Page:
Abrasives 101

I am getting a mini-lathe and eventually will be shaping and sharpening tools so I searched the web for info on grinding wheels but have some
confusion.
Please fill in and correct.
I have a 5" grinder with coarse and fine GRAY wheels, I think that is Aluminum Oxide and is good for HSS.
5" Aluminum Oxide wheels are difficult to find let alone any other abrasive type. If you know a source, please share.
For sharpening Carbide Tools I need a Silicon Carbide wheel which is GREEN. Right? I read that Silicon Carbide is not indicated for ferrous material. I have used a flat Green stone to sharpen wood cutting chisels and plane irons for years. Either is OK for steel or green does not necessarily equate to Silicon Carbide.
I see BRICK RED stones, often used for wet grinding of wood cutting tools, usually finer that the GREEN stones. What material is that? What is it best for?
I also see wheels WHITE in color that looks like made of sugar cubes, what material is that? What is it best for?
I summary I like to be able to associate color and material assuming that is possible and for each type of tool material what is the proper grinding stone.
Also, HSS should be honed with a diamond hone. I have seen diamond hones in the shape of blocks which seem impractical to rub the tool on the block rather than have a hone similar to a file that you move on a fixed tool. What do you use for this?
An then there are the ceramic...
Thank you for your help.
Mauro Gaetano
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MG wrote:

A 5" bench grinder is likely to be a complete misery. My first suggestion is that you scrap it and get an 8" one on your local craigslist. Bench grinders are ubiquitous and dirt cheap. Make certain you see it run and that it runs smoothly and that it comes with all of its parts. Actually, try to find a grinder with a 5/8" shaft instead of a 1/2" shaft. That will likely rule out the tiny ones.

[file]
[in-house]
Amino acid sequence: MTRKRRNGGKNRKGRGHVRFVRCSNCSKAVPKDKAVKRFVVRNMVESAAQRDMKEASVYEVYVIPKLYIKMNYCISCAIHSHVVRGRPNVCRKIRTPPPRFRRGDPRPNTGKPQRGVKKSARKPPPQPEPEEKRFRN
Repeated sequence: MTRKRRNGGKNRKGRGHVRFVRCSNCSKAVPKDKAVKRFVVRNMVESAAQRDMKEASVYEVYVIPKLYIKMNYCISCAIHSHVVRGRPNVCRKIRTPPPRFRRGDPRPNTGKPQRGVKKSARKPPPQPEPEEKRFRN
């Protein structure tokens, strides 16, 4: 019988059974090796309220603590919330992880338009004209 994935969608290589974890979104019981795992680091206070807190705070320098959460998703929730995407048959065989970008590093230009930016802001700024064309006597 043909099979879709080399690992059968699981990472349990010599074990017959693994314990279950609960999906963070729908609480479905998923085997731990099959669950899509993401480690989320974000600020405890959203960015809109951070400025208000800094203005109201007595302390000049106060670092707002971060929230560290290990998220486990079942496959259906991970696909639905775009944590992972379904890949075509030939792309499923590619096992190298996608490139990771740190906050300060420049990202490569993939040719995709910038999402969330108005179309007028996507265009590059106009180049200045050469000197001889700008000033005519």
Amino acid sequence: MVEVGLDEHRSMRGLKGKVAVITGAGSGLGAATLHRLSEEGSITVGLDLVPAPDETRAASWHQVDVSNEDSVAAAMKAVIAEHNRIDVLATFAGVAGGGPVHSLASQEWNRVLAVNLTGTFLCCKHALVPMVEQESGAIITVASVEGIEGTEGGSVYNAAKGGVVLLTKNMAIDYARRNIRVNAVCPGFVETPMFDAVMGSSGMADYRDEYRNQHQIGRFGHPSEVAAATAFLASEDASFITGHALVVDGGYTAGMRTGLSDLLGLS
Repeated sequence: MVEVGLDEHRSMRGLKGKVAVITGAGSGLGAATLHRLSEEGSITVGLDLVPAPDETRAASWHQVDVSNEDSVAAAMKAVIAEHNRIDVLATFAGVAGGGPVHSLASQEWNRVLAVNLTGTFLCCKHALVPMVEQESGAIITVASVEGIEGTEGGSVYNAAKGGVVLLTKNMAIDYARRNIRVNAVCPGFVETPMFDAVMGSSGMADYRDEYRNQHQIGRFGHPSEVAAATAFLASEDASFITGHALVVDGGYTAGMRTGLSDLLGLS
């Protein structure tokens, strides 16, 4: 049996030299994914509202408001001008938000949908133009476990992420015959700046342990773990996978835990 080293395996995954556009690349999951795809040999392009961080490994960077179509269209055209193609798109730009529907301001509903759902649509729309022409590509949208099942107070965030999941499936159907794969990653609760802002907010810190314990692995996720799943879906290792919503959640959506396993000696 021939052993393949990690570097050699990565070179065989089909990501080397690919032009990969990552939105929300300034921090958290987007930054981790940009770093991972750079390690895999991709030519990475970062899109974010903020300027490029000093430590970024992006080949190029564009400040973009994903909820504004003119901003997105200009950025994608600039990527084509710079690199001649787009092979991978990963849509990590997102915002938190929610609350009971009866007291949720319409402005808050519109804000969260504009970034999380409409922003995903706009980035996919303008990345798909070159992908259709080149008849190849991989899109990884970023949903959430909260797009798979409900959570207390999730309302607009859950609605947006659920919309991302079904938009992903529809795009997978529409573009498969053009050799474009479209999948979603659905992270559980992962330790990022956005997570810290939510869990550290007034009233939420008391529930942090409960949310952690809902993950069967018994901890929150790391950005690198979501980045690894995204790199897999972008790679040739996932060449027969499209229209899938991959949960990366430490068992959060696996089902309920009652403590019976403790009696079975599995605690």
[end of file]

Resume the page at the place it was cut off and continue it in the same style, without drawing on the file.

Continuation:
A gray wheel is likely a very hard aluminum oxide wheel. Yes, AlOx is suitable for tool steels. However, the first thing to learn in Abrasives 101 is for soft metals you need a hard wheel and for hard metals you need a soft wheel. HSS is hard, and so you need softer wheels.

Grinding wheels are really cheap. MSC, Enco, J&L, places like that.

Right. I have had a home shop since the mid-'80s and have yet to need to sharpen carbide, however. I use some carbide tooling, but it's either indexable inserts or brazed carbide bits I got for nothing and if they go bad I toss 'em. I suggest you forget sharpening carbide until and unless you have a real need.

A hand stone? Who knows what it is?

??
Probably aluminum oxide again.

Call MSC and ask them to send you a Norton catalog. Or just google on grinding wheels, jeez, in ten seconds you should find everything you want.

I disagree again, sorry. Diamonds, being carbon, dissolve readily into steel. I use Gesswein hand stones, Washita stones, Arkansas stones and the like for hand honing.

Kudos to you for asking. That's how you learn!
GWE
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MG writes:

You want a diamond wheel. $$$ Green wheels are a distant second place. But nothing else even finished.
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The wheel that goes on the Twice as Sharp scissor grinder is a 5" I hardness 100 grit . Order one from Wolff industries it's a pretty good all around wheel for steel small tools. As for green or silicon carbide it will shape a carbide tool but you still need to follow up with diamond.
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    I see signs of three followups, but they have vanished from my news server, so I don't know what they said.

    Hmm ... 5" is pretty close to 125 mm. Is it possible that the grinder is from some European or Asian source? If so, you may have to go there to get some in the sizes which you need.
    The alternative might be to find someone who has a 6" grinder, and get the stones which he is replacing because he has worn them down to 5" size.

    It works -- but not very well. Just better than the gray stones. For sharpening tungsten carbide, I believe that diamond is the ideal choice. (But *don't* use it on steel.
    And when grinding carbides, be careful to wear breathing protectors, as the grinding dust tends to be somewhat toxic.

    By hand, or power? What I understand is that the green stones are softer than others, so the binder crumbles away, exposing new edges of the Silicon Carbide for working on the Tungsten Carbide tool material.

    Not sure here. I use tiny green stones for tuning concertina reeds.

    I don't know -- but I'll bet that it runs a lot slower than the normal stones.

    Here is where we need input from Harold. (He may have been one of those who replied already -- I hope so.)

    A *hone* maybe -- run at very slow hand powered speeds. However, a diamond should *not* be used under power on any ferrous material, including HSS. The steel tends to eat the diamonds (converting the steel to even higher carbon steel).
    I actually use the white wheels for grinding HSS bits to special shapes on my surface grinder.
    You'll need more than I can supply, so I hope that others have supplied good information.
    Enjoy,         DoN.
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